“Alumni and Memories” (189-196) covers the work of the principal participants when the series was cancelled and its replacement, “My Mother the Car,” symbolized the changing world of television when triviality, conformism, and “mindless (television) entertainment” became the norm with a bland, corporate style oppressing any potentially interrogative substance becoming the rule in the latter part of the decade and beyond. The achievements of key players receive significant mention but Franciscus’s role as potential Secretary of State Conrad Morgan in Good Guys Wear Black is not mentioned (190-191). I don’t know if this is accidental or an unconscious structured absence to erase what may have been Francscus’s only villainous role (I’ve not seen all of his work) so as not to tarnish his image as a virtuous JFK in the same way that Henry Fonda (and later Martin Sheen) were America’s different images of the ideal President. Perhaps some future psychoanalytic treatment may be in order here?
Even where episodes were disappointing in the author’s estimate they were still redeemed by guest performances by actors of the quality of Susan Tyrell, Robert Walker, Jr., Vera Miles, and Louise Latham whose first name is misspelled as “Louis” on p. 304. Copiously illustrated by stills, promotion material, and off-set images, this book has much else in its favor, not the least of which is a reproduction of Neuman’s guide to each writer selected for the series, which gives invaluable information about the back story of each character and the role envisaged for the high school community (319-330). This is a valuable archival document and it may be the first time such a guide has ever appeared publicly since it gives valuable information for future studies on the nature of series television concerning individual authorship and the production demands of a continuing episodic structure that new writers were expected to follow.
The final two supplements are also interesting. The first is a 1964 graduation advice paper written by Franciscus and distributed to graduating seniors of that year (333-334). The actor offers advice for not just those going to college but also others who will not attend. Going to college does not necessarily mean education. He suggests that education is a life-long process, not just confined to college, but also something the fortunate as well as the supposedly non-fortunate can participate in during all stages of their lives. Education for the actor is constant with the challenging nature of each new role and how to interpret it successfully. Unless the performer is merely “doing the business,” then the emphasis on keeping the performance constantly fresh is always relevant and this may be behind the actor’s advice to all who graduate from college. Whether graduating from high school, college, or acting school, one must always build upon the foundations and adapt and creatively develop whatever one’s future occupation or life role is. This address is possibly the nearest we will ever get to the thoughts of an actor who disliked giving interviews. The second supplement comes from the pilot episode in which Principal Vane supplies a Credo for New Teachers (337) emphasizing issues of integrity and professionalism that so many fall far short of today.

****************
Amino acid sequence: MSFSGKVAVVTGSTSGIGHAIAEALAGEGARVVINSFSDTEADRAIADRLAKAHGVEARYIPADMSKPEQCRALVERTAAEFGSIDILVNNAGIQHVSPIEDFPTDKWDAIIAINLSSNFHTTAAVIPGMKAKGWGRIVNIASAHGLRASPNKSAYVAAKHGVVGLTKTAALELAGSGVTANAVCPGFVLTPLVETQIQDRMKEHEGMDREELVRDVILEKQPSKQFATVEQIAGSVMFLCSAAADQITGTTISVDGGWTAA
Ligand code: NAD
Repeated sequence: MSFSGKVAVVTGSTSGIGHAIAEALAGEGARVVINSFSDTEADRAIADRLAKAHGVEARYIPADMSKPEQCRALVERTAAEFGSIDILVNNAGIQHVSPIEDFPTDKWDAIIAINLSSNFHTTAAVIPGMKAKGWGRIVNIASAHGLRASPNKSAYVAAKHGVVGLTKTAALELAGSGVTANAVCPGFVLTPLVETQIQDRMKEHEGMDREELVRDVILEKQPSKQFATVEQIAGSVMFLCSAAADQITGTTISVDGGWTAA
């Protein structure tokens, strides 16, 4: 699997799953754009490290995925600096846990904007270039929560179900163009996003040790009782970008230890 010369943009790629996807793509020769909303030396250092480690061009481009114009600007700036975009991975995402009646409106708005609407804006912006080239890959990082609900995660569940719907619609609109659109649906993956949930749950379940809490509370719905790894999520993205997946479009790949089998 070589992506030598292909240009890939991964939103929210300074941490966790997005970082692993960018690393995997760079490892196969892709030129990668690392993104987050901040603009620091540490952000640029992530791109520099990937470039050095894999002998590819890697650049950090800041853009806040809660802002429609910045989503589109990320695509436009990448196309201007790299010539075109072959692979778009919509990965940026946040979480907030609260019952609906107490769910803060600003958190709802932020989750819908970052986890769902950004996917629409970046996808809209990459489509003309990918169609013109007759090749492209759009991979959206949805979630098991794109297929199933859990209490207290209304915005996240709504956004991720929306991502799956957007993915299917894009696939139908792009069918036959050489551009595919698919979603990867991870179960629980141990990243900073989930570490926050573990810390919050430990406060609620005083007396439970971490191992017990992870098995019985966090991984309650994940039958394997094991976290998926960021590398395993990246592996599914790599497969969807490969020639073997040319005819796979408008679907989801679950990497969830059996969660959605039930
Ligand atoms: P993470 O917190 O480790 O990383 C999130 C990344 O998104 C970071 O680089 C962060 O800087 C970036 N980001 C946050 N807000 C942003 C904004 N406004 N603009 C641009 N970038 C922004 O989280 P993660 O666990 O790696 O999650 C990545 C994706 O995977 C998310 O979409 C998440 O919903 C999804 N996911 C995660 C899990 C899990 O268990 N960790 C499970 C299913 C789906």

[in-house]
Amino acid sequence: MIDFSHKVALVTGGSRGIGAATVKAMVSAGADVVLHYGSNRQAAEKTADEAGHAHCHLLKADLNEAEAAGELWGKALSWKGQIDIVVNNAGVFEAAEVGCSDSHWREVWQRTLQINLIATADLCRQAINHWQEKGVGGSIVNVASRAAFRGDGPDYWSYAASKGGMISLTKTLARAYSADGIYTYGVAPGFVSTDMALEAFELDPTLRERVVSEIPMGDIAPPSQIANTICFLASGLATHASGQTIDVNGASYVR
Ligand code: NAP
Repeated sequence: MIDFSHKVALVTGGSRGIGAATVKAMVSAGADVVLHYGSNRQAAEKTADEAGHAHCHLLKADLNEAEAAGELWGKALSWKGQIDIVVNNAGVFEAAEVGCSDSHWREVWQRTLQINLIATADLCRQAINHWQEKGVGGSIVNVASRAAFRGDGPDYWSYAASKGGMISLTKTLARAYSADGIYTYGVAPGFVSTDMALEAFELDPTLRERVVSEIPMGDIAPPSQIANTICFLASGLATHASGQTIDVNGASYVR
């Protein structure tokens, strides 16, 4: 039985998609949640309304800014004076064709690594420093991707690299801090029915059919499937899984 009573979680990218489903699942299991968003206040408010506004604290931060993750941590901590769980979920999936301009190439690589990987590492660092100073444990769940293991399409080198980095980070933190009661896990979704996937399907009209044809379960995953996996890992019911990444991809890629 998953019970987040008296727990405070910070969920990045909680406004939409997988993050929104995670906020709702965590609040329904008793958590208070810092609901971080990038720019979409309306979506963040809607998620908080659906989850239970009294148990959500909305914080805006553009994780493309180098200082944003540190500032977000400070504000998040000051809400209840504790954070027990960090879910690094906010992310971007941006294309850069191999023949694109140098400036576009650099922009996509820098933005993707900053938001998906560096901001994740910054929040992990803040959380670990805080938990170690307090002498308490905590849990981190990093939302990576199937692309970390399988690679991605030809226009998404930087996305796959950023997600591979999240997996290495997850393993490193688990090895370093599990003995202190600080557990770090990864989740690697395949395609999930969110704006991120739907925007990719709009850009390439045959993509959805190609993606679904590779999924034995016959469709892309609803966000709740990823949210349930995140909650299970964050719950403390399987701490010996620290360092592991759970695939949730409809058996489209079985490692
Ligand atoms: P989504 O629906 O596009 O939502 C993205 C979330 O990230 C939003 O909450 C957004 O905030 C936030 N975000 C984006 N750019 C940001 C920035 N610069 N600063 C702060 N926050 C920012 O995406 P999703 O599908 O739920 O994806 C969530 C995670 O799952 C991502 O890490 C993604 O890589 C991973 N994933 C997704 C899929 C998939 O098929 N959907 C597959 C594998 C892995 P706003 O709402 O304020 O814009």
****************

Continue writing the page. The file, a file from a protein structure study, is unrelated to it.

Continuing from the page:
This appeared before the era of student evaluations that administrators often use to fire creative teachers, and several of Vane’s ideas would jar today like the following:
Don’t wear a sign on your face that reads “My name is Pal.” They’ll think you’re a stray dog. And besides, you’re simply not going to like every last one of them. It’s ten to one that before the day is over, you’ll privately detest at least one in every class. All right, detest him. But teach him anyway. And teach him well. (337)
One may express disdainful bemusement at such sentiments fifty years later. But they are sorely needed today. Yes, this type of entertainment was manufactured according to contemporary ideology, but entertainment can be complex, contradictory, and productive, not just one-dimensional. In the early to mid-60s it was possible for American television to prove that it was not just a “wasteland” but could, on occasions, allow for some interesting non-mainstream productions to appear that would stimulate viewers to question the real-life causes behind fictional representations, despite the limitations placed upon certain expressions. From what I’ve read about this series in this comprehensive study, it again reveals how much there is to learn from the past, take up relevant lessons and express them anew within the dimensions of different concerns today, appreciate not just the achievements but also to see how far short we have fallen from certain past aspirations, and revive them in new formations artistically and critically.
Tony Williams is Professor and Area Head of Film studies in the Department of English, Southern Illinois University at Carbondale, and a contributing Editor to Film international.